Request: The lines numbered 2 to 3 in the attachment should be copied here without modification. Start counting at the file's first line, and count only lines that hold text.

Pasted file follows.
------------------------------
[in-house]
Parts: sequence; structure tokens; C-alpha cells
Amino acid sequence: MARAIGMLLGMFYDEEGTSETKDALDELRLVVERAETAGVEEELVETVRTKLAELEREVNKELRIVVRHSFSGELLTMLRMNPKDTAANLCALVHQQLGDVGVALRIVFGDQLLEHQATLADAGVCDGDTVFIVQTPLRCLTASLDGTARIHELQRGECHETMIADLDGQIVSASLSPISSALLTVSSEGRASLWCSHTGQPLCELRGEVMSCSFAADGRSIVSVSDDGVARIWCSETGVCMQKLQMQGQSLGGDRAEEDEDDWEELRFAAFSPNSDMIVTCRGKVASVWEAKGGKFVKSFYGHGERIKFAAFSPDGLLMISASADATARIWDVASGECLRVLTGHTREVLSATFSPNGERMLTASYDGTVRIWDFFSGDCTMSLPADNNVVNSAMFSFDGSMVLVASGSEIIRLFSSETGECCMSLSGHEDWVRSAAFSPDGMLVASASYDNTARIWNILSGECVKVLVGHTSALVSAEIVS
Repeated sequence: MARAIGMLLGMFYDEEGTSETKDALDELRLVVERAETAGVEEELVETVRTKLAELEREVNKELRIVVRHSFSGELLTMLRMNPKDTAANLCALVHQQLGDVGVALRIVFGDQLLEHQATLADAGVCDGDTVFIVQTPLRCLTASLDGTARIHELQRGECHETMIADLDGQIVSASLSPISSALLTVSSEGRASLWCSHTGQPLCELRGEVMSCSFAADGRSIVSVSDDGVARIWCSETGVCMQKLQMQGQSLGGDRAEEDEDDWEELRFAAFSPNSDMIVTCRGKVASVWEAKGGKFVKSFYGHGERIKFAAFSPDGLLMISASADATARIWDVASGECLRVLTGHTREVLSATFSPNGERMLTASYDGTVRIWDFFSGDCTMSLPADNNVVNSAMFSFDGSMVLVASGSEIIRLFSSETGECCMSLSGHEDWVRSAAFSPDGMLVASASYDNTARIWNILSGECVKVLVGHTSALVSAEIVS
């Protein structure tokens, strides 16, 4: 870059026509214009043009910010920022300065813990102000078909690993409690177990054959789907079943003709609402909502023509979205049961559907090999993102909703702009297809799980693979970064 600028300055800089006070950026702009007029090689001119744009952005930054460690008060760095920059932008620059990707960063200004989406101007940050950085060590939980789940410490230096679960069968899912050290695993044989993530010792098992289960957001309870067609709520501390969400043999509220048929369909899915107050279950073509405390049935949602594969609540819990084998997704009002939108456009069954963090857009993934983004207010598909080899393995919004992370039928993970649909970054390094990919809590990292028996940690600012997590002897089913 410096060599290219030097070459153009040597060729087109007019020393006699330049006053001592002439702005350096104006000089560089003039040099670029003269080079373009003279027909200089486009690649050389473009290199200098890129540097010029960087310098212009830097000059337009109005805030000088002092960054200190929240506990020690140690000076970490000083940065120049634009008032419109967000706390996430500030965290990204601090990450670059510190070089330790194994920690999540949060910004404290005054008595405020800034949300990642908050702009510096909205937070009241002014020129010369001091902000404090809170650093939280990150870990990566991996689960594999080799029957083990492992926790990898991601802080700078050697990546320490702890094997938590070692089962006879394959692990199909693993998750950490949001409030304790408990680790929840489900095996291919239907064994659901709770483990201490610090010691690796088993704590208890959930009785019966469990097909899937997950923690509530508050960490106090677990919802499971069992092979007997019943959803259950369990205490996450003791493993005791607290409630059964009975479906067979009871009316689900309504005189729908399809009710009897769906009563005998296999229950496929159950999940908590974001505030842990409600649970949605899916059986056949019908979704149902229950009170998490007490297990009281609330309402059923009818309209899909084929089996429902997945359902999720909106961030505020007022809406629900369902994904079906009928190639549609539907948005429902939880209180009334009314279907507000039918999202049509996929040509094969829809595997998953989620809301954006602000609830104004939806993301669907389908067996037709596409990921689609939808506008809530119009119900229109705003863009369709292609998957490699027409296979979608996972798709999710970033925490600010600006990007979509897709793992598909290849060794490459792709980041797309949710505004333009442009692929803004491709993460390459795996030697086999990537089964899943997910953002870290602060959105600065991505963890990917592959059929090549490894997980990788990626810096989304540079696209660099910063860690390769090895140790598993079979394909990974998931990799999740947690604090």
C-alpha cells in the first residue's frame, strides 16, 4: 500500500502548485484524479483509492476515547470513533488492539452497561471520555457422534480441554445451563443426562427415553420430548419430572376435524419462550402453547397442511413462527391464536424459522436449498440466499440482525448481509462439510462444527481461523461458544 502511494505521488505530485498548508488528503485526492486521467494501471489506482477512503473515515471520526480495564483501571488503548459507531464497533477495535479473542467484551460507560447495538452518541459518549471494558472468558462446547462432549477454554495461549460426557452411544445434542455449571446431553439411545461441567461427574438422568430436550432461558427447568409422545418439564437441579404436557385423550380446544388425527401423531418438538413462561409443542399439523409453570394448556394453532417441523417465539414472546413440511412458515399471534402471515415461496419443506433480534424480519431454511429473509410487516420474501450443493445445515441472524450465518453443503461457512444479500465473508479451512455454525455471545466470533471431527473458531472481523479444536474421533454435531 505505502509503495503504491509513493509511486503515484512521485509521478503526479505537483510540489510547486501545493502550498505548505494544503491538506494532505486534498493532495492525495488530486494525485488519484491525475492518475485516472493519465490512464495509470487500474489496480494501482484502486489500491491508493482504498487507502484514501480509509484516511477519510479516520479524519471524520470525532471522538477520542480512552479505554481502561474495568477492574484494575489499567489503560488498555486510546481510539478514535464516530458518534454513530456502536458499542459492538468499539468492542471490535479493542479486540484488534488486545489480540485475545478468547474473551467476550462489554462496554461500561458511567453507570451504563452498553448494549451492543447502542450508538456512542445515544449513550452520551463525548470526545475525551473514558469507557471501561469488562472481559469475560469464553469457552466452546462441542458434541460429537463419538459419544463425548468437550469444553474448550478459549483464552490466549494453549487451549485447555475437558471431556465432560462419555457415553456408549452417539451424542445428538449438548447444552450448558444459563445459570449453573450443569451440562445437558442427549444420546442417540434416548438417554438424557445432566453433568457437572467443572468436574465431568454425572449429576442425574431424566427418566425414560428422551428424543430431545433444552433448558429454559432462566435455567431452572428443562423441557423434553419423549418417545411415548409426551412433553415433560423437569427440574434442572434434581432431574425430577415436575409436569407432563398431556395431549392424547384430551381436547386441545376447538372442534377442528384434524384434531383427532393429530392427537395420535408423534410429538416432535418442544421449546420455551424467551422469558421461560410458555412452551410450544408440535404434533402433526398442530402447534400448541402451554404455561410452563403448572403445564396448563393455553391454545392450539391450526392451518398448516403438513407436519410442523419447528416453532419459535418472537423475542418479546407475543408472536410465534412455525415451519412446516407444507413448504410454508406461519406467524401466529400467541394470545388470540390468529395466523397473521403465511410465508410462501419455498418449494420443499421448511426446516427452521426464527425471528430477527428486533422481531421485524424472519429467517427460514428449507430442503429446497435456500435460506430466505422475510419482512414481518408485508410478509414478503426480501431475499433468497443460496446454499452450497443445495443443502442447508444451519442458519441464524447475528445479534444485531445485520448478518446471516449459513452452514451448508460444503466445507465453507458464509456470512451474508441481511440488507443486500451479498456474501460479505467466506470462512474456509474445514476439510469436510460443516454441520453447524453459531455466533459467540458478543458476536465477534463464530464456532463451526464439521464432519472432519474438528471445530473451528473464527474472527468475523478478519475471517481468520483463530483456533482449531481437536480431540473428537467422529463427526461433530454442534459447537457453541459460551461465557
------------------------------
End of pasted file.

Parts: sequence; structure tokens; C-alpha cells
Amino acid sequence: MARAIGMLLGMFYDEEGTSETKDALDELRLVVERAETAGVEEELVETVRTKLAELEREVNKELRIVVRHSFSGELLTMLRMNPKDTAANLCALVHQQLGDVGVALRIVFGDQLLEHQATLADAGVCDGDTVFIVQTPLRCLTASLDGTARIHELQRGECHETMIADLDGQIVSASLSPISSALLTVSSEGRASLWCSHTGQPLCELRGEVMSCSFAADGRSIVSVSDDGVARIWCSETGVCMQKLQMQGQSLGGDRAEEDEDDWEELRFAAFSPNSDMIVTCRGKVASVWEAKGGKFVKSFYGHGERIKFAAFSPDGLLMISASADATARIWDVASGECLRVLTGHTREVLSATFSPNGERMLTASYDGTVRIWDFFSGDCTMSLPADNNVVNSAMFSFDGSMVLVASGSEIIRLFSSETGECCMSLSGHEDWVRSAAFSPDGMLVASASYDNTARIWNILSGECVKVLVGHTSALVSAEIVS